Every week, a front-page article warns us about a terrible side effect of a different medication. This can be especially frightening if you’re a parent, and your child’s medicine is suddenly on high-alert. So, what should you do when one of your child’s pills is on the news?
First, remind yourself that a report of potential side effect is not the same as a prediction of what will happen to your child. Most side effects happen to a tiny fraction of those on a medicine, so if you’re concerned, ask your doctor what your child’s risk is.
Second, remember that many medical reports are preliminary. Researchers often need to do more than one study before the truth becomes clear – but the media doesn’t always remind consumers of this fact.
Finally, if you understand some basic facts about your medicines, you will have a better grasp of how the latest news applies—or does not apply—to your child. When your doctor starts him or her on a new medicine, ask the questions below. If you know the answers, you will not be as worried when you see a new headline.
2. How likely is the medicine to work? (No treatment works for everybody.)
3. How will I know if the medicine is working? (If the medicine is not doing what it is supposed to do, your child will not want to tolerate potential adverse effects.)
4. What are the most common side effects with this medicine? How often do they happen? (If you see a news report about side effects, try to find the statistics.)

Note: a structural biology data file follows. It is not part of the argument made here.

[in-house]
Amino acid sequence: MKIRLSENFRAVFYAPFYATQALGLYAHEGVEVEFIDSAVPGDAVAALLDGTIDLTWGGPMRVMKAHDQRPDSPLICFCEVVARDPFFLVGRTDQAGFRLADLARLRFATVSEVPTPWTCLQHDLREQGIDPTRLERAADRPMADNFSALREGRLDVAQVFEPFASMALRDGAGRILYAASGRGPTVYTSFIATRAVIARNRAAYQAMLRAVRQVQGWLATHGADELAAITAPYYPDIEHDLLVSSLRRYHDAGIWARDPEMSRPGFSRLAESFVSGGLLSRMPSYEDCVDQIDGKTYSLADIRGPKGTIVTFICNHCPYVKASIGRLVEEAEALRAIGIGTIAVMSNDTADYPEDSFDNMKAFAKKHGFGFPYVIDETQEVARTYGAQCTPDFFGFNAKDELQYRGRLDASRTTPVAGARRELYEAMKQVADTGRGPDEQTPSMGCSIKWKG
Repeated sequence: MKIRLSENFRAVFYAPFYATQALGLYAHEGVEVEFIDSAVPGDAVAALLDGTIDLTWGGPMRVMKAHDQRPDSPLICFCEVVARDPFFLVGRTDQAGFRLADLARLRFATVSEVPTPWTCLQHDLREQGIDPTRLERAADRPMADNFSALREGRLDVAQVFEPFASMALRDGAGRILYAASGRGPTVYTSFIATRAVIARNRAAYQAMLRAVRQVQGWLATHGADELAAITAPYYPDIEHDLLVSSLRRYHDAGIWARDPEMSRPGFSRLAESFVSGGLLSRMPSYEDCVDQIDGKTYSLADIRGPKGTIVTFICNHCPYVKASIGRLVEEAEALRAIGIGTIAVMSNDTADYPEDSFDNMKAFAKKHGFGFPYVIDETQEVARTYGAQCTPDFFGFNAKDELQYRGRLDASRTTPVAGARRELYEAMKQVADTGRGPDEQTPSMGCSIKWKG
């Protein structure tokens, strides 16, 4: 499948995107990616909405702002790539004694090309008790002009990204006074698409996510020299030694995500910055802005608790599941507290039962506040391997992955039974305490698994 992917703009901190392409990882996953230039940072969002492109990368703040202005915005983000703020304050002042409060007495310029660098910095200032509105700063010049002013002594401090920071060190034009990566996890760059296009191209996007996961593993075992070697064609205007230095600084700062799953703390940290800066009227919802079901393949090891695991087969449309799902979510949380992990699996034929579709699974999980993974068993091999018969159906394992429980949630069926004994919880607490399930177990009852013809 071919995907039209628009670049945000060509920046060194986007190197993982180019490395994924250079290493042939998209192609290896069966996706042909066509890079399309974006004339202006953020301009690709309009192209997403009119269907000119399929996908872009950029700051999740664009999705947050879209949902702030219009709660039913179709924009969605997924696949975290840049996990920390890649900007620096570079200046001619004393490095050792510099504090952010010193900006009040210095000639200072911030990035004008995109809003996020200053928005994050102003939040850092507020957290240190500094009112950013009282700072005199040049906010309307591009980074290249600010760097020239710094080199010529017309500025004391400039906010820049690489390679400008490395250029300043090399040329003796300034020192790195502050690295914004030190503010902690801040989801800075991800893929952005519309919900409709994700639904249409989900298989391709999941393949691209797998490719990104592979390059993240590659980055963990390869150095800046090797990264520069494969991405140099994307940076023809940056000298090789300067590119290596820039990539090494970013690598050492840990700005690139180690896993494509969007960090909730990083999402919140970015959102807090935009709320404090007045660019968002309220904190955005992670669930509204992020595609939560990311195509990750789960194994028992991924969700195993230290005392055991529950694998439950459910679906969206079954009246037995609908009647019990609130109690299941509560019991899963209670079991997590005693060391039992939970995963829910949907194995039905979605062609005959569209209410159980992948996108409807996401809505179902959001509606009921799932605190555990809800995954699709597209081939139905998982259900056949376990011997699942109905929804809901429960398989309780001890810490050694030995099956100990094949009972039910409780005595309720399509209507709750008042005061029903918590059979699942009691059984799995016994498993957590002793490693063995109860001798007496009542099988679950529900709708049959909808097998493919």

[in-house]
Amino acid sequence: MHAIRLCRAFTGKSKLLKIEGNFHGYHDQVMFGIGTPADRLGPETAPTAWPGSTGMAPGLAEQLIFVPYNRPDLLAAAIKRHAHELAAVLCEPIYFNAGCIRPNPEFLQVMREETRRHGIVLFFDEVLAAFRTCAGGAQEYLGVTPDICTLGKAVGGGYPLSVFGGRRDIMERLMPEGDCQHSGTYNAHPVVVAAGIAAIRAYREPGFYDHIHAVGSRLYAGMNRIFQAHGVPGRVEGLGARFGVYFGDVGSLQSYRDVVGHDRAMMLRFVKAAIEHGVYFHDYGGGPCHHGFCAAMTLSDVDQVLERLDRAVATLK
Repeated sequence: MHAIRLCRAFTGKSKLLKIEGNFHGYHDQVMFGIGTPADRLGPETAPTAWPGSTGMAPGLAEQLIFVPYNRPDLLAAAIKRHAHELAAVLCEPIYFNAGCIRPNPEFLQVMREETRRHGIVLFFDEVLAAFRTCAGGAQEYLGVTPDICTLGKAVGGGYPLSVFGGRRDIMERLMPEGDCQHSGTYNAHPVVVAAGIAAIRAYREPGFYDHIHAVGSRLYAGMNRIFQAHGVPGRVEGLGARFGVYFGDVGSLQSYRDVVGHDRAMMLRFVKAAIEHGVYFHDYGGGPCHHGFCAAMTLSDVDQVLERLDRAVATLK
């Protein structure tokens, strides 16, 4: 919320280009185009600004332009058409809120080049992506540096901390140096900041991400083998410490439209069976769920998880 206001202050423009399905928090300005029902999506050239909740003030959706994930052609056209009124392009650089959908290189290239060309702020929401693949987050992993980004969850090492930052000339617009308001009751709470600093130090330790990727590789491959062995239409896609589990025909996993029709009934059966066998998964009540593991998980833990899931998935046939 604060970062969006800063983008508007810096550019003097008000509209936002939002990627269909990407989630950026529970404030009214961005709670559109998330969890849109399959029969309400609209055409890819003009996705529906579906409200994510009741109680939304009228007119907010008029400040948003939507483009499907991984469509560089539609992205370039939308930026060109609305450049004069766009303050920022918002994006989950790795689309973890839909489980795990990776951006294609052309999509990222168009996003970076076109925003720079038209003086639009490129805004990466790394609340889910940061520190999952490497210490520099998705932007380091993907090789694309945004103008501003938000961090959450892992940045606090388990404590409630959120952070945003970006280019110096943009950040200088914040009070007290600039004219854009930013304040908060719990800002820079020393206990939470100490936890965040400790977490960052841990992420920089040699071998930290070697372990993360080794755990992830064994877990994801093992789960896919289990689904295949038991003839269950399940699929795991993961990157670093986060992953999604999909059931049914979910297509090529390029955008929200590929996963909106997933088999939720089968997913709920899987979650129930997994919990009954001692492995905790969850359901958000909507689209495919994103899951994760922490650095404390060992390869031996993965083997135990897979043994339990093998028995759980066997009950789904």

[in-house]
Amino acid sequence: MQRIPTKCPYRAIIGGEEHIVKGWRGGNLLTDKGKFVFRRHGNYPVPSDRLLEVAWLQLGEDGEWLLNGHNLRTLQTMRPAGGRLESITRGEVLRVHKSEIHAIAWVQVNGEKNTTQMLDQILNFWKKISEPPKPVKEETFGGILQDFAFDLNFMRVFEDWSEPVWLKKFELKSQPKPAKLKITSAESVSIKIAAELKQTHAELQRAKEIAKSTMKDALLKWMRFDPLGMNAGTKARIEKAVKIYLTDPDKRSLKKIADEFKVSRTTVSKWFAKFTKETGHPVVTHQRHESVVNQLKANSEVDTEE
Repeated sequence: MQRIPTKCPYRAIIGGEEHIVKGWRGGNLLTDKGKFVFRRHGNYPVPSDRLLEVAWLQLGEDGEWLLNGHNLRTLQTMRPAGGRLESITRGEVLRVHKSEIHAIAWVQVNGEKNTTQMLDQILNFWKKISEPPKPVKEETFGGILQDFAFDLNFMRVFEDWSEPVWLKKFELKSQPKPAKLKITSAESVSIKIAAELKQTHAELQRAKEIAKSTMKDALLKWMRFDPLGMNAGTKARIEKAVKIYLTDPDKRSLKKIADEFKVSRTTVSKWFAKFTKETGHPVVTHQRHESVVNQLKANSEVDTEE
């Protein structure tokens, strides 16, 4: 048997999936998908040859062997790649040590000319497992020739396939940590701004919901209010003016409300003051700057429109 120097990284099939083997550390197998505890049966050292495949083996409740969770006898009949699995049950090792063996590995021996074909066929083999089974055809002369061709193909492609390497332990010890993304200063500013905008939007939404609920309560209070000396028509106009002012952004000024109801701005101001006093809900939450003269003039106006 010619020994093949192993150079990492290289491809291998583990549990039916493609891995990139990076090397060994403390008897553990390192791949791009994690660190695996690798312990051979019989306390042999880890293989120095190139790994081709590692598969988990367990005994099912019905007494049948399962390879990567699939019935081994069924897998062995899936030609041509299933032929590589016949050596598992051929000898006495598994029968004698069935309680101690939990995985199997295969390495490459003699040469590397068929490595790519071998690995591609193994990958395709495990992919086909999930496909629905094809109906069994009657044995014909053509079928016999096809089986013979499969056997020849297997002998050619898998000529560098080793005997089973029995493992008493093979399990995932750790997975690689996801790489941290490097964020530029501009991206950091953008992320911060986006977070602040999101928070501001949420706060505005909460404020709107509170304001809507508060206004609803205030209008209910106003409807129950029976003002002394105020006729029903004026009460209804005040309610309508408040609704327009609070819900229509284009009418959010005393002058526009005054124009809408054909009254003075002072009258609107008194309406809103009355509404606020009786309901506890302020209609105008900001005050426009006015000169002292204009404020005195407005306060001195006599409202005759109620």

5. What alternatives are available if this medicine does not work or causes side effects? Are there are other pills to try? Are there operations that could help my child? Are there other treatments, such as physical therapy, that might accomplish the same objective? What will happen if he gets no treatment?
Remember that doctors do not have magic. All treatments have some risk. Although medical treatment increased life expectancy by thirty years during the 20th century, the decision to use any medical treatment always involves weighing the potential risks against the potential benefits. When you hear news about a potential side effect, the smartest thing you can do for you and your little one is not to panic. Rather, get your doctor to help you evaluate the new information, so you can make the wisest choice possible.
Dr. Brown is the author of Navigating the Medical Maze: A Practical Guide. He is a cardiologist in private practice, and is also a Clinical Associate Professor of Internal Medicine at Texas Tech University. He is a contributor to Chest, Circulation, and other health journals. For more information, please visit www.drstevenbrown.org.